A group of friends can work out where each person takes turns in being the responsible driver.

Many students’ parents would also be willing to drive and pick up their kids than have them drive drunk.

“There would be nothing in the world she could ever do that would be more disappointing than to find out she put herself in harm’s way,” Candice Black said about her daughter drinking and driving. “Not only that, but it would upset me greatly to think that she wouldn’t want to come to me for help when she was in trouble.”

Berndt knows that the consequences of his actions last year are nothing compared to what could have happened had he been in a fatal accident.

“I learned a very valuable lesson,” he said. “I am so glad I didn’t hurt anyone. It is not worth risking your life, your money or your career to drink and drive.”

 

Most NFL teams offer players safe rides programs

NEW YORK -- Braylon Edwards didn't have to get behind the wheel. He could have made a simple phone call and avoided arrest for driving drunk.

The New York Jets receiver didn't take advantage of two programs aimed at preventing just what happened Tuesday by providing players rides when they are too impaired to drive.

More than two-thirds of the 32 NFL teams, including the Jets, have such programs, which stress confidentiality. The NFL Players Association also has a program, and the league has one for non-players.

The union's round-the-clock program, which it took over from the league in 2009 at the NFLPA's request, is available in all NFL cities and some additional areas. There are no out-of-pocket fees for players except the cost of the ride.

"We wanted to do it for every player," NFLPA spokesman George Atallah said. "If it overlaps with a team's program, great."

The NFL's program, Safe Ride Solutions, covers all other club and NFL employees.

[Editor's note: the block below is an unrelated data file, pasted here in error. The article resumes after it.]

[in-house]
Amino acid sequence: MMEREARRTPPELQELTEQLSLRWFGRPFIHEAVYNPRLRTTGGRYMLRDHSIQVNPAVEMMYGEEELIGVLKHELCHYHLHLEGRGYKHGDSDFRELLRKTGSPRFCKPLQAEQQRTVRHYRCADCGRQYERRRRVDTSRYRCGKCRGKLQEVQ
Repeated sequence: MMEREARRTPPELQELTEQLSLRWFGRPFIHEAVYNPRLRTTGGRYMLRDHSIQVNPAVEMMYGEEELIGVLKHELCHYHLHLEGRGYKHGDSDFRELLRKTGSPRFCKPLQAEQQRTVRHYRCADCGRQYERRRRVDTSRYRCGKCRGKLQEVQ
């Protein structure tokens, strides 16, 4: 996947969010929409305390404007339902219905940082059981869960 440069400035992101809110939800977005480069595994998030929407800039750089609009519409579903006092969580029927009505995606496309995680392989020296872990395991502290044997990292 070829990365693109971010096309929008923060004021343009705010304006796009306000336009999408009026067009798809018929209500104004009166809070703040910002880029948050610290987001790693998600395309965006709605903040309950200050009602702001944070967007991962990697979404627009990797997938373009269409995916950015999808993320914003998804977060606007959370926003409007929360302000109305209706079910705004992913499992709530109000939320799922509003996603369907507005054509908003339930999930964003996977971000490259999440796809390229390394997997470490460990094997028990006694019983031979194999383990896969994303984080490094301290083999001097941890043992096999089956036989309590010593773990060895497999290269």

The overlapping programs of the union and the Jets -- theirs is called PlayerProtect -- apparently were ignored by Edwards. He was arraigned on drunken-driving charges Tuesday after a breath test showed he had a blood-alcohol level twice the legal limit when he was stopped on Manhattan's West Side around 5 a.m., prosecutors said.

PlayerProtect promotes itself as "a 24-hour, full service security and security driving company that caters exclusively to professional athletes. PlayerProtect agents are current or former law enforcement officers and are authorized to carry their weapons in all 50 states. Security details can also be arranged for locations outside the New York/New Jersey metropolitan area for an additional fee."

Twenty-two of the 32 teams told The Associated Press they have programs for the players that supplement the union's coverage.

Six teams did not respond to requests for information on safe rides for players: Carolina Panthers, New England Patriots, Philadelphia Eagles, Pittsburgh Steelers, San Francisco 49ers and the Seattle Seahawks.

The Chicago Bears said they don't have a program. Spokesman Scott Hagel said in an e-mail to the AP: "My understanding is the NFLPA has a service that accommodates all the NFL teams."

The Cleveland Browns said they are in discussions with a company to provide supplemental coverage to the union's policy for players.

Neither of the 2010 Super Bowl teams provided information. Spokesmen for the New Orleans Saints and Indianapolis Colts both said they don't discuss such programs.

The Buffalo Bills are among the most proactive teams in trying to safeguard players who recognize they shouldn't get behind the wheel. The Bills have two programs: "A Safe Way Home" and "Designated Drivers of Buffalo."

Front-office personnel also encourage players to use the NFLPA program "when they are outside of Buffalo, at home, for example, during the offseason," Bills spokesman Scott Berchtold said in an e-mail.